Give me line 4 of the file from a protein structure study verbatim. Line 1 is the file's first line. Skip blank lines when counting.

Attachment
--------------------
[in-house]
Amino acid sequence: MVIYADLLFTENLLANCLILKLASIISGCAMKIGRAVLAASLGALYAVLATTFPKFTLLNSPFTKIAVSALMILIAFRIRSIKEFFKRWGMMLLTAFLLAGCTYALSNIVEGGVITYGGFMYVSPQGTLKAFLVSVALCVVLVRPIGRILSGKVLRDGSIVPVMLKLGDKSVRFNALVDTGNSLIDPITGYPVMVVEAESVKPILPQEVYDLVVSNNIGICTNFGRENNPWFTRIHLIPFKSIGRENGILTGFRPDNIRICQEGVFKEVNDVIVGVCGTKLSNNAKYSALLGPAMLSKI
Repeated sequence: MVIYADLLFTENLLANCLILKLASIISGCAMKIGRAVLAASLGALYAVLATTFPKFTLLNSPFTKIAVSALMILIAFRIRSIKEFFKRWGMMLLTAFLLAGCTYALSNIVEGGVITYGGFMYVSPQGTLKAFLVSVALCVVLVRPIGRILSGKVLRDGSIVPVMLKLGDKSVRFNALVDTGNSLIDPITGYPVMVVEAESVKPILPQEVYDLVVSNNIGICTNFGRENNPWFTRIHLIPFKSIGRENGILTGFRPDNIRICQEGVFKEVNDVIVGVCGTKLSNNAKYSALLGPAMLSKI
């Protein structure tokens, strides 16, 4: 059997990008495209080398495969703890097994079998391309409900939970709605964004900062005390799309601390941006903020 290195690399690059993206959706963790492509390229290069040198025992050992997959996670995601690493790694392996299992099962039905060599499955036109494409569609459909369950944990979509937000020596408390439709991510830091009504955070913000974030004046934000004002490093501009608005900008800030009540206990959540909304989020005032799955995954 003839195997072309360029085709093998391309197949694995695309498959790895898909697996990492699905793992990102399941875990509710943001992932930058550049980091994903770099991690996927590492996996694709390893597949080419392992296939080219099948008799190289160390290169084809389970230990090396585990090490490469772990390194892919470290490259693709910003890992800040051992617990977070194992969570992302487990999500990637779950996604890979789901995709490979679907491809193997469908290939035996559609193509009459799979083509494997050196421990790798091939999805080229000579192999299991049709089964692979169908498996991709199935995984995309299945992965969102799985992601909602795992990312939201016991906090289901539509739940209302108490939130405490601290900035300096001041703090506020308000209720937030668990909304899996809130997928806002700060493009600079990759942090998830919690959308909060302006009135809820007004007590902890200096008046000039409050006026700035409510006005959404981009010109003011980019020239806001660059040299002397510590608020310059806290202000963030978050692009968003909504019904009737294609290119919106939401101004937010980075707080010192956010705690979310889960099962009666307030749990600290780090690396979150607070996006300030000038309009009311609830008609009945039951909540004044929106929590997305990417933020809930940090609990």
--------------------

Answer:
């Protein structure tokens, strides 16, 4: 059997990008495209080398495969703890097994079998391309409900939970709605964004900062005390799309601390941006903020 290195690399690059993206959706963790492509390229290069040198025992050992997959996670995601690493790694392996299992099962039905060599499955036109494409569609459909369950944990979509937000020596408390439709991510830091009504955070913000974030004046934000004002490093501009608005900008800030009540206990959540909304989020005032799955995954 003839195997072309360029085709093998391309197949694995695309498959790895898909697996990492699905793992990102399941875990509710943001992932930058550049980091994903770099991690996927590492996996694709390893597949080419392992296939080219099948008799190289160390290169084809389970230990090396585990090490490469772990390194892919470290490259693709910003890992800040051992617990977070194992969570992302487990999500990637779950996604890979789901995709490979679907491809193997469908290939035996559609193509009459799979083509494997050196421990790798091939999805080229000579192999299991049709089964692979169908498996991709199935995984995309299945992965969102799985992601909602795992990312939201016991906090289901539509739940209302108490939130405490601290900035300096001041703090506020308000209720937030668990909304899996809130997928806002700060493009600079990759942090998830919690959308909060302006009135809820007004007590902890200096008046000039409050006026700035409510006005959404981009010109003011980019020239806001660059040299002397510590608020310059806290202000963030978050692009968003909504019904009737294609290119919106939401101004937010980075707080010192956010705690979310889960099962009666307030749990600290780090690396979150607070996006300030000038309009009311609830008609009945039951909540004044929106929590997305990417933020809930940090609990």